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    Take the Stress Out of Santa Season

    Children can get just as frazzled as their parents during the holidays, leading to insomnia, tummy aches, and temper tantrums. Here, eight easy, expert-recommended ways to ensure a happy, healthy holiday for the entire family.

    Keep Them Posted on Big Plans

    Change is unsettling no matter your age: Would you want to trade your bed for a cot so Uncle Ira can be comfortable? Nope, and neither does your little one. So when her life is about to be disrupted, give her a heads-up, but without making too big a deal about it. That in itself can whip up worry by making her think something must be wrong, says Martin. "Instead, start by providing a truthful reason for the change that makes sense to your children," she suggests. For example, explain that Uncle Ira has a bad back and needs a soft mattress. Then point out what won't change. ("We'll put your favorite sheets on the cot, and you can still play in your room during the day.")

    Fall Back on Routine

    "Kids crave structure because it's soothing when they can predict what's going to happen next," notes Martin. But impromptu gatherings and unexpected houseguests make sticking to every routine nearly impossible. "Instead, aim to keep at least some aspect of the routines your child is accustomed to," says Martin. For instance, if you can't tuck them in at their regular time, keep up at least one typical pre-bed ritual, like a bedtime story or a glass of warm milk. "This lends focus to the chaos," says Martin. "Kids know that no matter what else is going on, this is something they can count on."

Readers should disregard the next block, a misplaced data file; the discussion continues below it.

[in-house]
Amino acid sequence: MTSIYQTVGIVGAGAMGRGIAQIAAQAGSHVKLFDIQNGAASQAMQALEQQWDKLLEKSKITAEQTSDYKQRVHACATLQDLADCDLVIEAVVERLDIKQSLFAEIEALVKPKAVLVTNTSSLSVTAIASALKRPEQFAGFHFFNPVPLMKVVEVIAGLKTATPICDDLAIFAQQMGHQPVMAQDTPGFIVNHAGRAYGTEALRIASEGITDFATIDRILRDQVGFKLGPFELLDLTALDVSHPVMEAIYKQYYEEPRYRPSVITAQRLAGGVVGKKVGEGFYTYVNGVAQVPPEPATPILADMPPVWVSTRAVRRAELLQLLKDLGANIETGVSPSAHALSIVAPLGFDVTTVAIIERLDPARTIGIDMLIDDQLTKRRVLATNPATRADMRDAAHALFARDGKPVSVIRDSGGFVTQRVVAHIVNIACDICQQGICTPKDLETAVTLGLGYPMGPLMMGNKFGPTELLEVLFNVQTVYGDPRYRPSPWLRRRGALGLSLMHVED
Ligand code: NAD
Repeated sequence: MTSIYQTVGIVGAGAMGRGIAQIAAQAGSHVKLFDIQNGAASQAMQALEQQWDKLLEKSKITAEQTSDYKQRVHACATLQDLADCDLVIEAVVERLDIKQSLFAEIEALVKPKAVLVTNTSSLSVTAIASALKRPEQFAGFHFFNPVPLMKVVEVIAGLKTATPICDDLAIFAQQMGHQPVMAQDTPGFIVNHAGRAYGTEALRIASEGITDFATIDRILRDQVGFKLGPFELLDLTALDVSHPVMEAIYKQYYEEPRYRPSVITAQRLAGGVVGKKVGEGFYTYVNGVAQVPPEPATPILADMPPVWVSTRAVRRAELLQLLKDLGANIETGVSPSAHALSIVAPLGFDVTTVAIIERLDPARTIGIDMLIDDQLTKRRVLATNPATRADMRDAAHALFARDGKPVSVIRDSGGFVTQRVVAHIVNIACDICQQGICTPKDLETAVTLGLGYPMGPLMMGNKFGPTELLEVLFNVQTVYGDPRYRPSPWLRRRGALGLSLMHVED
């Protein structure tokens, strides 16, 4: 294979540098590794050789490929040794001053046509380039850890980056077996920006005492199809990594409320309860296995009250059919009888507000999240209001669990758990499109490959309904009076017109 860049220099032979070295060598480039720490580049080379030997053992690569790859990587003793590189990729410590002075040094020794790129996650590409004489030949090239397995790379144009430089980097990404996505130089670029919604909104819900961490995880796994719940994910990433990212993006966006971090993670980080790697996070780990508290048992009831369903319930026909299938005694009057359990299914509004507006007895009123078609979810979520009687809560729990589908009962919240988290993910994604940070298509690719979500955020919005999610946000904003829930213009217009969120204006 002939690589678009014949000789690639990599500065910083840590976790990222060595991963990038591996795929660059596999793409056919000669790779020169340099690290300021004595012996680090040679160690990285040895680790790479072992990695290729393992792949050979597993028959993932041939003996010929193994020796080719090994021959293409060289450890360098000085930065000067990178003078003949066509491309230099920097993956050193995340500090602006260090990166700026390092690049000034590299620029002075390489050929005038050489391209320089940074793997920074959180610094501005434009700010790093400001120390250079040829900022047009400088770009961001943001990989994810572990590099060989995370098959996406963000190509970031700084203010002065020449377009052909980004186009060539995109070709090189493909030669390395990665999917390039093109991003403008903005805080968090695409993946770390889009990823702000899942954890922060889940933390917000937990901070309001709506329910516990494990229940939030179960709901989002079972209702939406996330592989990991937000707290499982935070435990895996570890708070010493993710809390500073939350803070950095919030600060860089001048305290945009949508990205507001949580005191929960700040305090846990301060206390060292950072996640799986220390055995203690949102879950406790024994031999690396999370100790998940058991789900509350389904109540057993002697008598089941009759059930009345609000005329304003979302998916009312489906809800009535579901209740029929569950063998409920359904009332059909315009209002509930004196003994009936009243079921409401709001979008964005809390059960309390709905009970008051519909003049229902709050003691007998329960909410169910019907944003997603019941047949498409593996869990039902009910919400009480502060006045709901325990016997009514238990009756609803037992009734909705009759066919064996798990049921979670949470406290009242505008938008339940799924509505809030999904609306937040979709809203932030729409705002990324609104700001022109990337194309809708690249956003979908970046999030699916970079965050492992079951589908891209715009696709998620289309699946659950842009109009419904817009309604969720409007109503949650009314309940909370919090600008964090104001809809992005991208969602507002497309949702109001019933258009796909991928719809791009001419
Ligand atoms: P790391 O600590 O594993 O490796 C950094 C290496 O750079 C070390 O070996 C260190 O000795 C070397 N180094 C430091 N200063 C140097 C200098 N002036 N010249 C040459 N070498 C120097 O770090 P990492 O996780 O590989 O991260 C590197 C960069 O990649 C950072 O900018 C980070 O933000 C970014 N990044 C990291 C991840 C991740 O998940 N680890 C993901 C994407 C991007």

Give Them Freedom to Frolic

    "Overscheduling activities can lead to tense and anxious kids," notes Ruth Peters, Ph.D., a child and adolescent psychologist based in Clearwater, FL. And since stress over a prolonged period taxes the immune system, it may even result in physical ailments, such as colds or flu. "Set aside two hours each day for kids to be kids, and avoid scheduling back-to-back or even daily holiday activities," suggests Peters. Also, consider getting a babysitter for at least some of the adult events you know they won't enjoy — for example, the kind where they have to dress up or keep quiet for too long.

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